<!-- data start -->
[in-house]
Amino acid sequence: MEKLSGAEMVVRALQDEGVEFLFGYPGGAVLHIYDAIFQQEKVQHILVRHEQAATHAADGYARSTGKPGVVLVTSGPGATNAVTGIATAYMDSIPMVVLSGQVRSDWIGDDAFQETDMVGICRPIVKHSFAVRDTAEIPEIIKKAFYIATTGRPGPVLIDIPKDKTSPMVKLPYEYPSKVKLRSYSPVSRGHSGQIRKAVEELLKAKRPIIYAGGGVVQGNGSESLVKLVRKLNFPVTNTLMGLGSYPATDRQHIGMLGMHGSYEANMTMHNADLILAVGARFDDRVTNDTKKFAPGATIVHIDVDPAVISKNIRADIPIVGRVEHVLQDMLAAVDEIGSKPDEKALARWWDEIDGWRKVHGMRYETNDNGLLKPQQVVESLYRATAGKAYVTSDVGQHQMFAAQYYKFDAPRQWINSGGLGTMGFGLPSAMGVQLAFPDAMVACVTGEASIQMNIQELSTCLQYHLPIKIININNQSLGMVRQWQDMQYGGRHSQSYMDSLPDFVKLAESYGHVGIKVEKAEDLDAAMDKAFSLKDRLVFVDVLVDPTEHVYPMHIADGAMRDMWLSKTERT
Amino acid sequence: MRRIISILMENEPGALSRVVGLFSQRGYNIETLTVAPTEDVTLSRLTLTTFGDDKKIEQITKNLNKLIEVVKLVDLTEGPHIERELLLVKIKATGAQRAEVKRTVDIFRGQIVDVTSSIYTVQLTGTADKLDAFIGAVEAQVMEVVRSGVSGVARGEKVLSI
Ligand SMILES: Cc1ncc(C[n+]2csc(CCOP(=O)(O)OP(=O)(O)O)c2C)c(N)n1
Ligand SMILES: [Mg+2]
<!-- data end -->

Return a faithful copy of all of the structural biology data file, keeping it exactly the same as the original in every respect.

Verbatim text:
[in-house]
Amino acid sequence: MEKLSGAEMVVRALQDEGVEFLFGYPGGAVLHIYDAIFQQEKVQHILVRHEQAATHAADGYARSTGKPGVVLVTSGPGATNAVTGIATAYMDSIPMVVLSGQVRSDWIGDDAFQETDMVGICRPIVKHSFAVRDTAEIPEIIKKAFYIATTGRPGPVLIDIPKDKTSPMVKLPYEYPSKVKLRSYSPVSRGHSGQIRKAVEELLKAKRPIIYAGGGVVQGNGSESLVKLVRKLNFPVTNTLMGLGSYPATDRQHIGMLGMHGSYEANMTMHNADLILAVGARFDDRVTNDTKKFAPGATIVHIDVDPAVISKNIRADIPIVGRVEHVLQDMLAAVDEIGSKPDEKALARWWDEIDGWRKVHGMRYETNDNGLLKPQQVVESLYRATAGKAYVTSDVGQHQMFAAQYYKFDAPRQWINSGGLGTMGFGLPSAMGVQLAFPDAMVACVTGEASIQMNIQELSTCLQYHLPIKIININNQSLGMVRQWQDMQYGGRHSQSYMDSLPDFVKLAESYGHVGIKVEKAEDLDAAMDKAFSLKDRLVFVDVLVDPTEHVYPMHIADGAMRDMWLSKTERT
Amino acid sequence: MRRIISILMENEPGALSRVVGLFSQRGYNIETLTVAPTEDVTLSRLTLTTFGDDKKIEQITKNLNKLIEVVKLVDLTEGPHIERELLLVKIKATGAQRAEVKRTVDIFRGQIVDVTSSIYTVQLTGTADKLDAFIGAVEAQVMEVVRSGVSGVARGEKVLSI
Ligand SMILES: Cc1ncc(C[n+]2csc(CCOP(=O)(O)OP(=O)(O)O)c2C)c(N)n1
Ligand SMILES: [Mg+2]